Well, at least Boston and Phoenix do. It is unlikely that Fred ever will. Though his clipped wing feathers have long since grown back, flight seems to be something best learned at a very young age. So whenever Boston and Phoenix take off for a few loops around our property before landing high up in the giant broccoli, Fred stays behind on his perch, alone. Sometimes we’ll catch him fanning his wings awkwardly, frenetically, which could simply be a sign that he’s anxious in these strange surroundings or could be borne of some innate yearning to be up there too. Boston and Phoenix aren’t flying aces yet—Boston in particular still doesn’t always stick his landings, and while Phoenix is quite skilled at most aspects of flight he hasn’t use these skills in many places other than home. But they’re only 3 years old; they’ve got most of their entire lives ahead of them to explore the skies. Fred doesn’t and probably never will.

I say all these depressing things because again, I can relate. I’ve never been one to believe that anything is possible; many things are possible, sure, and because we don’t always know what those things are, it behooves us to try out a whole bunch of stuff in case we do end up being deeply enthralled by and/or gloriously successful at some of them. But not even the most talented, privileged, fortunate person on earth can do whatever they want whenever they want it, especially given that many endeavors have expiration dates. Fred may be too old to fly; someday, I may be too old to run long distances as fast as I want to—and then too old to run at all. When I started training for a Boston-qualifying marathon, I hoped to push that day off a bit. Now that injury and time off from training has derailed me, I start to wonder just how far off that day really is. Age is just a number, and I don’t happen to think my particular number is all that enormous (despite the fact that rotary-dial phones, rabbit-eared TVs, and even a manual typewriter figured prominently in my childhood). But there’s a reason they make BQ times slower for older runners: many things, running and flying among them, get tougher with time.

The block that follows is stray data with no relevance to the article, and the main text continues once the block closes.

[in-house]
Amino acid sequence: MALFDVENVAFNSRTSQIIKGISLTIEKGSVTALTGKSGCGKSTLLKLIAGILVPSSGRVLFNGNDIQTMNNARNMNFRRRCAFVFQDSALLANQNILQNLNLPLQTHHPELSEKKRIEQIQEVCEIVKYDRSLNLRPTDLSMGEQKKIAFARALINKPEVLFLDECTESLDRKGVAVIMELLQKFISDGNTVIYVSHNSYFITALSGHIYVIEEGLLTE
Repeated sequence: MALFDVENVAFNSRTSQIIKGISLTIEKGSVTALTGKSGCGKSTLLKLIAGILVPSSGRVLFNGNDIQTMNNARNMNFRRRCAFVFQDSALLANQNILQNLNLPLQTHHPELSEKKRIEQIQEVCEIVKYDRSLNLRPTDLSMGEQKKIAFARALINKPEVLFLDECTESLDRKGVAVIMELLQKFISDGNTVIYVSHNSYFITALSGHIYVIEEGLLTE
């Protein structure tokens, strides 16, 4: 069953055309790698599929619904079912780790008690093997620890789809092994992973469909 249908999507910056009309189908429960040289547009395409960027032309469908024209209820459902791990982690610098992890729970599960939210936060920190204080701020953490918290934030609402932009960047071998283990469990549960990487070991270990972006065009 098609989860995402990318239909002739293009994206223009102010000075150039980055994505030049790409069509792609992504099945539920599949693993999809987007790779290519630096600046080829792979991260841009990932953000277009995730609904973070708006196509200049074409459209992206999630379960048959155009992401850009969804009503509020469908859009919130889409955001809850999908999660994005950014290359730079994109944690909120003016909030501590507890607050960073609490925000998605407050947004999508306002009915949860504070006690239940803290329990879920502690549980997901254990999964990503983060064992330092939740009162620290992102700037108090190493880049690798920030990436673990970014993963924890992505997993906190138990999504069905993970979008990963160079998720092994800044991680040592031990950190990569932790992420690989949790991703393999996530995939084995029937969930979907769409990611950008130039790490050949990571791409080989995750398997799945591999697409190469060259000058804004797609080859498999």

Thing is, people also get tougher with time, and perhaps macaws do too. The one thing that did not seem to intimidate Fred was the fact that he’d soon have two new roommates. When Phoenix first approached Fred, stretching his body out to look bigger and fake-lunging at him, Fred held his ground. Didn’t snap at Phoenix, didn’t squawk in anger or fear, just shrugged it off. I like to imagine him mentally rolling his eyes and thinking Oh brother, look who thinks he’s Mr. Big Shot. Give the old man some room, will ya, kid?  We are hoping this bodes well for the future; K has this idea that we can all go camping together someday soon, maybe somewhere in the southwest where there’s a lot of room to fly if that’s your thing, and a lot of beautiful scenery if it isn’t. Yeah, it’s crazy, but who knows—we could end up deeply enthralled and/or gloriously successful, and as with attempting to BQ, there really is only one way to find out.